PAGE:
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The Newton Distance Elite was built over a year ago for the Newton Elite Running Team. The team requested a shoe that was as light as possible - lighter than the other Distance models - but with a little more drop than the MV2, which was built as a zero drop shoe.
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To build the shoe, the people at Newton began with the platform of the latest 4-lug Distance model and then started taking away material to make the shoe lighter, and they were fearless. The upper is almost completely stripped to just a single layer of large gauge mesh. There are only 3 points on the upper that have some form of reinforcement: the toe section, the mid foot section, and a small heel cup. This makes the upper flexible and light but also eliminates most of the support. When running fast in a sharp curve, my feet press against the upper at the side of the shoe. This lack of support becomes even more pronounced when running on anything other than smooth asphalt. But to be fair, this shoe was built for runners with a neutral gait and concerned only with speed.
Newton advertises this shoe as equipped with an asymmetrical lacing system. The asymmetry is minimal, and only noticeable where the laces start and the tongue attaches to the shoe. This is in contrast to asymmetrical lacing designs used by other brands, where the laces are placed to the side of the foot.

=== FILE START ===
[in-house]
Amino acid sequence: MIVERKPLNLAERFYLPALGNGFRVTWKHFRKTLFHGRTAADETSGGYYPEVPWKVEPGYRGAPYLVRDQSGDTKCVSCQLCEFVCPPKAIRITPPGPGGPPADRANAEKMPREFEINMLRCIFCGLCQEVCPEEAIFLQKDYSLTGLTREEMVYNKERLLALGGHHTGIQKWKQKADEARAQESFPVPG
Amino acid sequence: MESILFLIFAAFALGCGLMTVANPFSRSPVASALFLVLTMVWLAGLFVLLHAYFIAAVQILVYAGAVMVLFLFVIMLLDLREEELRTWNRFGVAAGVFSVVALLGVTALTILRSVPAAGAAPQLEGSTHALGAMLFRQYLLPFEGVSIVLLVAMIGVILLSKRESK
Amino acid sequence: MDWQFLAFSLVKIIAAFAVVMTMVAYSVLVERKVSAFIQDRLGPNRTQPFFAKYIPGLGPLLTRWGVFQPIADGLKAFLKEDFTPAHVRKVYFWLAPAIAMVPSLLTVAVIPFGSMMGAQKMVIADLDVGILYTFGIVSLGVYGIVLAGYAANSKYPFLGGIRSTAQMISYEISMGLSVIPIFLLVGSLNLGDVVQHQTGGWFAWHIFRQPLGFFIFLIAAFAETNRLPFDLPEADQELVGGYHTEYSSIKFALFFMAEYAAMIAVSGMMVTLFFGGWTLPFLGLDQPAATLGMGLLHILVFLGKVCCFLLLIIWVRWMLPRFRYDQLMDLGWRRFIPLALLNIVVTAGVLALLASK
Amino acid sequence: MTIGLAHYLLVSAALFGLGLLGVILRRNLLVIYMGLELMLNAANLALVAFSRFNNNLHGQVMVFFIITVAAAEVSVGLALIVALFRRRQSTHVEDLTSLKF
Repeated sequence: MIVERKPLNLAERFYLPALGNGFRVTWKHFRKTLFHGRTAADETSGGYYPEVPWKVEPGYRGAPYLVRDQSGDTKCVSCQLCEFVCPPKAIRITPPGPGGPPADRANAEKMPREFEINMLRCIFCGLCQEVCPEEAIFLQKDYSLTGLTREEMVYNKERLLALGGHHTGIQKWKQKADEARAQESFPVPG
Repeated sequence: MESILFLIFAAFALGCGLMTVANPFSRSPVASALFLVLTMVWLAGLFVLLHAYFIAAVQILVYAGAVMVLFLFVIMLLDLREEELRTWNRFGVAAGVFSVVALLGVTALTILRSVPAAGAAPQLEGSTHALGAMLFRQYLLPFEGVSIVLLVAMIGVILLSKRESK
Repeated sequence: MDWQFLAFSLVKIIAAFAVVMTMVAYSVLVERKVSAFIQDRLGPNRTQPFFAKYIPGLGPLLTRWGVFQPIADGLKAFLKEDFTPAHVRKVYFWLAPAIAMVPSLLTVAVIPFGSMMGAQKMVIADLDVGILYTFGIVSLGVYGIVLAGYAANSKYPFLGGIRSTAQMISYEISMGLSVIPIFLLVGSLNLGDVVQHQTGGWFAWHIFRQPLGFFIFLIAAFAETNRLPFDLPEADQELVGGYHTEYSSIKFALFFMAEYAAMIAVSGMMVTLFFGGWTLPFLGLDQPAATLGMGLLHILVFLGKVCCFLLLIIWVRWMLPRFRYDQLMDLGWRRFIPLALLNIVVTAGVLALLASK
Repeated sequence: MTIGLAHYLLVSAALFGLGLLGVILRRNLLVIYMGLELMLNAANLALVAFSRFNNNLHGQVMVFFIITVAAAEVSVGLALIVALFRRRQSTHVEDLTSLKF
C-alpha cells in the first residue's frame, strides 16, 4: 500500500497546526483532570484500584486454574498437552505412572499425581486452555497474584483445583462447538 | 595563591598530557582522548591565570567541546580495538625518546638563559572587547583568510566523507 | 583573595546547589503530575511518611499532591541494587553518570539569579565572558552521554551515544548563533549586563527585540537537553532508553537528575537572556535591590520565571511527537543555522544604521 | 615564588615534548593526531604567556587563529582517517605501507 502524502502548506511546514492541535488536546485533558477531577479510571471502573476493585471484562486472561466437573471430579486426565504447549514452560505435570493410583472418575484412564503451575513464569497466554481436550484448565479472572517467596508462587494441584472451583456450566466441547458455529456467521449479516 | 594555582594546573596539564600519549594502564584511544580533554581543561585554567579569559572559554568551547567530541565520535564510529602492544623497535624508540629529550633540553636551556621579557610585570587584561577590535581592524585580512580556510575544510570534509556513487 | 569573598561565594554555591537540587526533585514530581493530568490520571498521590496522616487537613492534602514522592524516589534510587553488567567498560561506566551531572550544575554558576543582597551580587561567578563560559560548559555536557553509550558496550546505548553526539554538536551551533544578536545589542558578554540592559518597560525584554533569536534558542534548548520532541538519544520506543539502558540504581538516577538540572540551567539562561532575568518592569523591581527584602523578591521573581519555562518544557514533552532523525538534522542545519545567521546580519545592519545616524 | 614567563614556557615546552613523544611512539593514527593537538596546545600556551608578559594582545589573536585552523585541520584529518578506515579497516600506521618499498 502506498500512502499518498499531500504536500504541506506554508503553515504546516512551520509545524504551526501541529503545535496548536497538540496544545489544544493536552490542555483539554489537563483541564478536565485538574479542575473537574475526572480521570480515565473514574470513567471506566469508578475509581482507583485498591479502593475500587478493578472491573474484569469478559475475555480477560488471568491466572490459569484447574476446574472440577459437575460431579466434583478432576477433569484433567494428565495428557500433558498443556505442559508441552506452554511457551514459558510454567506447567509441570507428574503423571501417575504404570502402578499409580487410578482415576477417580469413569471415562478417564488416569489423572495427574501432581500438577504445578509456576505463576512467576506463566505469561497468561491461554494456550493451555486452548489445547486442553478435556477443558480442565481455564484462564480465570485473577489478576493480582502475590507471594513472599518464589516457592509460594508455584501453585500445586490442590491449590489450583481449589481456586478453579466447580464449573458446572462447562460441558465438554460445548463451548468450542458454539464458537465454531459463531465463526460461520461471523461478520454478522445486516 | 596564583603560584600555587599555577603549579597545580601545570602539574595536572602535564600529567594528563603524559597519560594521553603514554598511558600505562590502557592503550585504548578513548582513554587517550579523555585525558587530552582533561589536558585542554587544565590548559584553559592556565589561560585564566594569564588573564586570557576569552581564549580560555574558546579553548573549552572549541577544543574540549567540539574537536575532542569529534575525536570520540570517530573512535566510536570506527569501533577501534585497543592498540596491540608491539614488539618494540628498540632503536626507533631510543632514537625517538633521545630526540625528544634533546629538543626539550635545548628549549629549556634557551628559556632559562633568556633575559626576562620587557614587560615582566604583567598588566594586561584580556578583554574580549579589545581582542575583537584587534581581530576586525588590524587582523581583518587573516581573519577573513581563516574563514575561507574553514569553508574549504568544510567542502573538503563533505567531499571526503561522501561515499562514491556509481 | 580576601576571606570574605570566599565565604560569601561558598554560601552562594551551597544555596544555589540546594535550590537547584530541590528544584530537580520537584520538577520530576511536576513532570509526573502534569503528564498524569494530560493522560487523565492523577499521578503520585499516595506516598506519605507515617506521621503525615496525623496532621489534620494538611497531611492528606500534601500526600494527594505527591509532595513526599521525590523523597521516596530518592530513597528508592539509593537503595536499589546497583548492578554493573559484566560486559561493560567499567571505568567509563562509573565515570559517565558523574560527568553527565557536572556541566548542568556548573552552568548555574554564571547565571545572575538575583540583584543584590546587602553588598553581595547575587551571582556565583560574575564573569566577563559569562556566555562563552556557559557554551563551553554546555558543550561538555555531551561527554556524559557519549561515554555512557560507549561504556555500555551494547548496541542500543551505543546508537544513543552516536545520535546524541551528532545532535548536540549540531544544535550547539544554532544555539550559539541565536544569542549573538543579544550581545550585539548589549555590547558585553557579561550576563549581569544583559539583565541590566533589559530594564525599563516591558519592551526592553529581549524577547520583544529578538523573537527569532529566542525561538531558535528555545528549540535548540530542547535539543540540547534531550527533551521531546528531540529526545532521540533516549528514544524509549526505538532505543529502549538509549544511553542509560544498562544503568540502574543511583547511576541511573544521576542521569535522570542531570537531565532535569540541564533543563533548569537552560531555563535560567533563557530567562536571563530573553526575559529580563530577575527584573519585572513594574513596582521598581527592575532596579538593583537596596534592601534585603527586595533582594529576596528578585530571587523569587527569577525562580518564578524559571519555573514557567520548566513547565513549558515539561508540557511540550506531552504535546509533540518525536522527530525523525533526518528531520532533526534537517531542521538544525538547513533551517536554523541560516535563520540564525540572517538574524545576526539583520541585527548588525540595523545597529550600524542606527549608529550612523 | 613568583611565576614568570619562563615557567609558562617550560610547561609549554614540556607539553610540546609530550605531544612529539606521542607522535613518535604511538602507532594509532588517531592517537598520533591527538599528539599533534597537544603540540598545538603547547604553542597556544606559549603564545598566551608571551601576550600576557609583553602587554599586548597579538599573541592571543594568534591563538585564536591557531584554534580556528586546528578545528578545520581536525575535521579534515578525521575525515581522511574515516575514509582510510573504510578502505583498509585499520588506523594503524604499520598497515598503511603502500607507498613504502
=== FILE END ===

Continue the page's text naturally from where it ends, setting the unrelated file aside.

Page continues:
The tongue attaches to the inside of the shoes with two elastic bands on each side of the foot. The intended function of these bands is uncertain - maybe to stop the tongue from sliding to one side? This is easy to fix with the laces alone. I had a problem with sticking my toes in behind the bands when transitioning from bike to run. I cut them out and solved the problem, and I had no resulting issues with the tongue sliding to one side.
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The midsole is the traditional 4-lug sole with the POP 1 lug system. However when I compare this sole to unused, older 4-lug Distance models, the lugs seem to be less aggressive or less prominent than on the older models. Possibly Newton took some material away from the midsole or lugs to make the shoe lighter, but the drop is exactly the same as older Distance models. At 2 mm it feels a bit thinner than the older 4-lug Distance models, but this sensation could be caused by the reduced weight of the shoe and my increased awareness of the ground. Maybe Newton can shed some light on this and let readers know if there is an actual difference in sole thickness.
Long time Newton-sponsored professional triathletes Craig Alexander and Rachel Joyce appear to favor the Distance Elite, but others like 7th place Kona 2014 finisher Tim van Berkel continue to run in the 5-lug Distance model. Even among the pros it seems to be largely a matter of personal preference.